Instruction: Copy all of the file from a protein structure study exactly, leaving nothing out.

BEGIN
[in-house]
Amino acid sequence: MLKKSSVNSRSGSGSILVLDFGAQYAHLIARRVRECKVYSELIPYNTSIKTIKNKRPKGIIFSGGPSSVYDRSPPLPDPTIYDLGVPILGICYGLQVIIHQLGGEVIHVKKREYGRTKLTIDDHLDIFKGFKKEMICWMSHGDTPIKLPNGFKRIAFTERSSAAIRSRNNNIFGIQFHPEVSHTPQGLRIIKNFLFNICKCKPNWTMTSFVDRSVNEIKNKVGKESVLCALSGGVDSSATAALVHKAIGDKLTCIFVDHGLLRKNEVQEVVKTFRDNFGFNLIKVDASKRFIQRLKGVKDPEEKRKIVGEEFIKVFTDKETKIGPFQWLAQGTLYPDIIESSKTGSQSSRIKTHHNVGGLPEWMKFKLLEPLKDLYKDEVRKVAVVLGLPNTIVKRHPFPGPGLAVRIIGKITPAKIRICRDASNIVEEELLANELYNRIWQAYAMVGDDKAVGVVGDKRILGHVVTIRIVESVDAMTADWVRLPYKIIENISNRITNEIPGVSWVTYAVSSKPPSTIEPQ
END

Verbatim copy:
[in-house]
Amino acid sequence: MLKKSSVNSRSGSGSILVLDFGAQYAHLIARRVRECKVYSELIPYNTSIKTIKNKRPKGIIFSGGPSSVYDRSPPLPDPTIYDLGVPILGICYGLQVIIHQLGGEVIHVKKREYGRTKLTIDDHLDIFKGFKKEMICWMSHGDTPIKLPNGFKRIAFTERSSAAIRSRNNNIFGIQFHPEVSHTPQGLRIIKNFLFNICKCKPNWTMTSFVDRSVNEIKNKVGKESVLCALSGGVDSSATAALVHKAIGDKLTCIFVDHGLLRKNEVQEVVKTFRDNFGFNLIKVDASKRFIQRLKGVKDPEEKRKIVGEEFIKVFTDKETKIGPFQWLAQGTLYPDIIESSKTGSQSSRIKTHHNVGGLPEWMKFKLLEPLKDLYKDEVRKVAVVLGLPNTIVKRHPFPGPGLAVRIIGKITPAKIRICRDASNIVEEELLANELYNRIWQAYAMVGDDKAVGVVGDKRILGHVVTIRIVESVDAMTADWVRLPYKIIENISNRITNEIPGVSWVTYAVSSKPPSTIEPQ